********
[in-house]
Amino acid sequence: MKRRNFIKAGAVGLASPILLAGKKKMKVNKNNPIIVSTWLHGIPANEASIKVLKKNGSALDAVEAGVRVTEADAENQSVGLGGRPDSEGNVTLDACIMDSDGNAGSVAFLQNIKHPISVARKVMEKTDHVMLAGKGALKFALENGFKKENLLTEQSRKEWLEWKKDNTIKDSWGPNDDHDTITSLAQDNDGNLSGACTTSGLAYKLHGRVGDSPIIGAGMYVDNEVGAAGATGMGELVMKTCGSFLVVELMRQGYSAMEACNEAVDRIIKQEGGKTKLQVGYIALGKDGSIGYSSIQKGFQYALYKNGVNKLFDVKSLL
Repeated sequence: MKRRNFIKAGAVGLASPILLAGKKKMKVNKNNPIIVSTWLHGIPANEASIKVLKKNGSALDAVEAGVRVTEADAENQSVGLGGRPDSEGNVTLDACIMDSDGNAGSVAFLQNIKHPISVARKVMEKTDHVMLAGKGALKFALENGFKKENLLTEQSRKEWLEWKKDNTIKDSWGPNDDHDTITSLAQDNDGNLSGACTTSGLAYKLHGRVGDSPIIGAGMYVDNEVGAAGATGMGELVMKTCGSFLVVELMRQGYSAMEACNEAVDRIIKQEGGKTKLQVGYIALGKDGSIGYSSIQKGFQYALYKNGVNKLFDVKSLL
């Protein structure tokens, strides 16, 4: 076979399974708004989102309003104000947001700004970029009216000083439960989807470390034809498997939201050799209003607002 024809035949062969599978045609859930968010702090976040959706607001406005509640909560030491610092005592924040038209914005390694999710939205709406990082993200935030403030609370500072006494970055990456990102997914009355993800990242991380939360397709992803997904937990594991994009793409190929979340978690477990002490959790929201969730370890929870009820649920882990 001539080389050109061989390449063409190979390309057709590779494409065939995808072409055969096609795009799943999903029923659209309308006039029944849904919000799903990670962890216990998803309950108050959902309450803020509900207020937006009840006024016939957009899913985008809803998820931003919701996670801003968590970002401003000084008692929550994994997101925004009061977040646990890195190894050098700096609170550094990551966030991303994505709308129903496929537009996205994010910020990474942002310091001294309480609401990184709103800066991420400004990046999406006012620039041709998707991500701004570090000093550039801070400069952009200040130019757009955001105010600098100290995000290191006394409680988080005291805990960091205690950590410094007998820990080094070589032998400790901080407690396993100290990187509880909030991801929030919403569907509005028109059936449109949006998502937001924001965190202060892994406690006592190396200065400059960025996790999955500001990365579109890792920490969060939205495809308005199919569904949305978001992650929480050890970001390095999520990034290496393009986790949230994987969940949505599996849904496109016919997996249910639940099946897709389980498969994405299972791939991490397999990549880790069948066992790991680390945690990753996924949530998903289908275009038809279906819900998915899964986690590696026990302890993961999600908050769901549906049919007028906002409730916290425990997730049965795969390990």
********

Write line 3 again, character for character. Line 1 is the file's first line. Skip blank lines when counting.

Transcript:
Repeated sequence: MKRRNFIKAGAVGLASPILLAGKKKMKVNKNNPIIVSTWLHGIPANEASIKVLKKNGSALDAVEAGVRVTEADAENQSVGLGGRPDSEGNVTLDACIMDSDGNAGSVAFLQNIKHPISVARKVMEKTDHVMLAGKGALKFALENGFKKENLLTEQSRKEWLEWKKDNTIKDSWGPNDDHDTITSLAQDNDGNLSGACTTSGLAYKLHGRVGDSPIIGAGMYVDNEVGAAGATGMGELVMKTCGSFLVVELMRQGYSAMEACNEAVDRIIKQEGGKTKLQVGYIALGKDGSIGYSSIQKGFQYALYKNGVNKLFDVKSLL